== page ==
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An Outdoor Hobby that Will Get Your Kids Begging for More Family Time

If your house is anything like mine, too many hours are spent engaged in the use of electronics.

Video games. Check.

 I-pod. Check.

Computer. Check.

And when not plugged in, my husband and I spend our time running the boys between activities. It’s a rare day when we find ourselves with nothing to do, and on these days we are often in separate rooms of the house checking email and playing video games.

But an atypical trip to a local park on a beautiful fall day in October gave us the much needed push towards more family time and introduced us to an exciting hobby, geocaching.

As our kids played at Lemon Creek Park, outside of Baroda, my husband and I observed a couple walking through the nearby woods. They seemed to be searching for something. They walked off the path of the defined nature trail, so their behavior was curious. My husband spoke with the couple as we left. He told me they were geocaching. Geo-what? And so began our family’s education into this fun “sport.”

What is Geocaching?

Geocaching, as defined by the official website geocaching.com, is “a real-world, outdoor treasure hunting game using GPS-enabled devices. Participants navigate to a specific set of GPS coordinates and then attempt to find the geocache (container) hidden at the location.”

In the year 2000, the geocaching.com site was created. It’s the common meeting ground for those that hide and those that find the caches. To begin, register a username for free on the site. Enter your zip code to locate caches near you. Choose which ones you want to find. They are also rated as to the difficulty of the find and the terrain. Then enter the GPS coordinates into your GPS handheld device or download a free app on your smartphone that lists the coordinates for you. We use our smartphone, so I will speak of that in this article. We use the app, c:geo. The map displays small green boxes where a cache, or container, is hidden.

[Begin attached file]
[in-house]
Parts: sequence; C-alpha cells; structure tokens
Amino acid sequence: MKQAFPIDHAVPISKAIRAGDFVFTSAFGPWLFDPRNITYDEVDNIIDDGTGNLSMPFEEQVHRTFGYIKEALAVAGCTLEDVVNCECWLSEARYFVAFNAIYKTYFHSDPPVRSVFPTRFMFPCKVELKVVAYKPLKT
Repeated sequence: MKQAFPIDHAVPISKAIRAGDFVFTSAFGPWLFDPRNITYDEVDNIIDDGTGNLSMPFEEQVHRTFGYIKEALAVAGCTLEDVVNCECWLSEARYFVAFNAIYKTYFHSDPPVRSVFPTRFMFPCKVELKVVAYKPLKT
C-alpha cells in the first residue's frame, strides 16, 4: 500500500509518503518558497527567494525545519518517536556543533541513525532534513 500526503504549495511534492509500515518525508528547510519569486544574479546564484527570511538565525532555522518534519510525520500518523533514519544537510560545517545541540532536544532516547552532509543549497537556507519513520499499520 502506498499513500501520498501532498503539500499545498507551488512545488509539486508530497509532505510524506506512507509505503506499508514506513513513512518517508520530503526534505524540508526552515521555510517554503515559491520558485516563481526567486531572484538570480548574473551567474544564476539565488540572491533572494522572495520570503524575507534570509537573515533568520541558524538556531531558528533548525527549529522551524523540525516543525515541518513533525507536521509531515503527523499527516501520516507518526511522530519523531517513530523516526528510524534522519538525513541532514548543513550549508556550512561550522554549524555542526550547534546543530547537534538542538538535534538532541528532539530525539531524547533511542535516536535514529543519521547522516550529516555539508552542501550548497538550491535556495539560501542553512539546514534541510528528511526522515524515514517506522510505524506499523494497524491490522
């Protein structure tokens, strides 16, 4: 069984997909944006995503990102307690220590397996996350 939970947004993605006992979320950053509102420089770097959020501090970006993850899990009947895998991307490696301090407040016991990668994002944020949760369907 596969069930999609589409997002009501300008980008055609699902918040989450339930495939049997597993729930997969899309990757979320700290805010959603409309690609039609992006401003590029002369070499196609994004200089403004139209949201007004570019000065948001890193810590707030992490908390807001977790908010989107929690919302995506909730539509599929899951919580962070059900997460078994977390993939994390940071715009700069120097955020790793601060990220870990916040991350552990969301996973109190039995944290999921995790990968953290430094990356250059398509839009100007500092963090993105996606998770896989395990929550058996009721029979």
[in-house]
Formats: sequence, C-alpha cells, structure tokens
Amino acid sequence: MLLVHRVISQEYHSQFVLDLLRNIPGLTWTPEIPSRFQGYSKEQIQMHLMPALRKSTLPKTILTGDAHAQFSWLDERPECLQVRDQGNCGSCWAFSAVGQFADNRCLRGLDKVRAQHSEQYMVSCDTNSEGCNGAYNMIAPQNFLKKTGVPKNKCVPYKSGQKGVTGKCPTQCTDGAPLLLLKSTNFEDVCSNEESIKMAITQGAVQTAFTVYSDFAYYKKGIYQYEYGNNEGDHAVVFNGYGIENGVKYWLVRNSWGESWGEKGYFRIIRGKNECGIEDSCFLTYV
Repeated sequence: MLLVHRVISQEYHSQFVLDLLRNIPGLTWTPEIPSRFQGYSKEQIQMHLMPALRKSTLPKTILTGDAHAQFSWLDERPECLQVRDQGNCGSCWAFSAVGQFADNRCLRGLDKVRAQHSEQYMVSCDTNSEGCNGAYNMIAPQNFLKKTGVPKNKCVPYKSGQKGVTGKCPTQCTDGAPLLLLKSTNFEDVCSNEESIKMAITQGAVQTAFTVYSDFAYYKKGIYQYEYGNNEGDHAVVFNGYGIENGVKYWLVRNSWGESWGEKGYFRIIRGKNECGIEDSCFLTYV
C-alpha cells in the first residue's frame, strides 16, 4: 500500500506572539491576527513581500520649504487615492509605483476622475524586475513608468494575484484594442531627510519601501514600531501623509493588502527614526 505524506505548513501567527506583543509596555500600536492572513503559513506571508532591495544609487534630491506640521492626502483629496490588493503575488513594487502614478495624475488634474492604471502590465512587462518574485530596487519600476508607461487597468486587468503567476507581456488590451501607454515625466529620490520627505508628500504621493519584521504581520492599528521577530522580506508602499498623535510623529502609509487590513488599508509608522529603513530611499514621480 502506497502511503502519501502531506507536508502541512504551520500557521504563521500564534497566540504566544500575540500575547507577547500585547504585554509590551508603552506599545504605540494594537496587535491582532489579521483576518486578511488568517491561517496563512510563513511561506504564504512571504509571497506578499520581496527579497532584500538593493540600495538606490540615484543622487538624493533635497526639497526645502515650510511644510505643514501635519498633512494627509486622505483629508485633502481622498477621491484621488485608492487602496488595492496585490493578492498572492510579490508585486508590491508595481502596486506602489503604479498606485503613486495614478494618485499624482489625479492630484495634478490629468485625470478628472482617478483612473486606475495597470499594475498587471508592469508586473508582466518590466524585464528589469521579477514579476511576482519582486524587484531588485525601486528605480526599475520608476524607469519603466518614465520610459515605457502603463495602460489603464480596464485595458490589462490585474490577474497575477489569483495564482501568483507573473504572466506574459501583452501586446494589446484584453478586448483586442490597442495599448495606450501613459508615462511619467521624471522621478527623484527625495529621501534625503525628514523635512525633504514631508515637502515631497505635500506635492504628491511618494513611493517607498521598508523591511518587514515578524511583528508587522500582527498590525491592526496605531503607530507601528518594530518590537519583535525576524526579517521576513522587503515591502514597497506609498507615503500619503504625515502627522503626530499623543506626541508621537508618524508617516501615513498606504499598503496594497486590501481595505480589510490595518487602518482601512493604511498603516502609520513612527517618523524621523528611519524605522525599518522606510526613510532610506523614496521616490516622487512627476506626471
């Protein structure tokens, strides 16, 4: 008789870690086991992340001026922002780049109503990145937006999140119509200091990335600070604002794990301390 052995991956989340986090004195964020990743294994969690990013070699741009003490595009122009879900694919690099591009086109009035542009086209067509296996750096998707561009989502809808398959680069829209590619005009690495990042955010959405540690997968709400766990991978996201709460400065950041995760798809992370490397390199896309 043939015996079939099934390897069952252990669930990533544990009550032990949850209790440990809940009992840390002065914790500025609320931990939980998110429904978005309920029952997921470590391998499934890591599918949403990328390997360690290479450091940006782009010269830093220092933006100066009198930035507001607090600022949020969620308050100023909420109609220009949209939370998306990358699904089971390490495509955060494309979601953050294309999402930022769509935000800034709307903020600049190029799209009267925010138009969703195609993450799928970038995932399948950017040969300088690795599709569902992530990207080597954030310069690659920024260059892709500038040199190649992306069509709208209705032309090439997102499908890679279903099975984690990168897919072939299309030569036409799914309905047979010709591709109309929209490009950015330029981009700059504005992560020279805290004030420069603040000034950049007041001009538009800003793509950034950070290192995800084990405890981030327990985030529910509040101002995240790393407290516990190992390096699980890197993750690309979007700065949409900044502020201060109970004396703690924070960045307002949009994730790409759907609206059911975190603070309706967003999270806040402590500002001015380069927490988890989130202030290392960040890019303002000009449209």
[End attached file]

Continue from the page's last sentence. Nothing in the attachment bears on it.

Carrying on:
What Are You Looking For?

The container itself is the cache. It may range in size from micro (film canister or smaller) to large (5 gallon bucket). Occasionally, one may be instructed to find a nano, a subcategory of micro, which is a container so small that tweezers could be needed to pull the logbook out. Within each cache is a logbook that requires the finder to enter his username and date the cache was found. It’s that simple. Some of the more unique containers we have found were the inside of a magnetic bolt stuck to a parking lot pole light box and a tape measure which was both the logbook and the container found in a guardrail along a quiet country road.

If the cache is a large container there may be “treasures” inside for your kids. You now have a use for all of the fast food restaurant and carnival toys that pile up. For every “treasure” you remove, you must add one of equal or higher value to be found by the next geocacher.

When you return home, log in your finds on the geocaching.com website under your username. This entry can also be made from your smartphone. Replacing the green box icons on the map will be smiley faces showing the geocaches you found. Yeah!

What Supplies Do You Need to Geocache?

Other than the GPS unit (or smartphone), we carry a plastic bag with “treasures” to replace the ones our kids may take from a larger cache. We also bring tweezers if we have a logbook in a nano-sized container that needs to be pulled out and a pen to write on the logbook. Sometimes we have to use a permanent marker. One of our favorite geocache finds was not in a container but on the back of a magnetic sign which was the logbook itself. This took us forever to find, and it was right in front of us the whole time.

Who Hides These Things?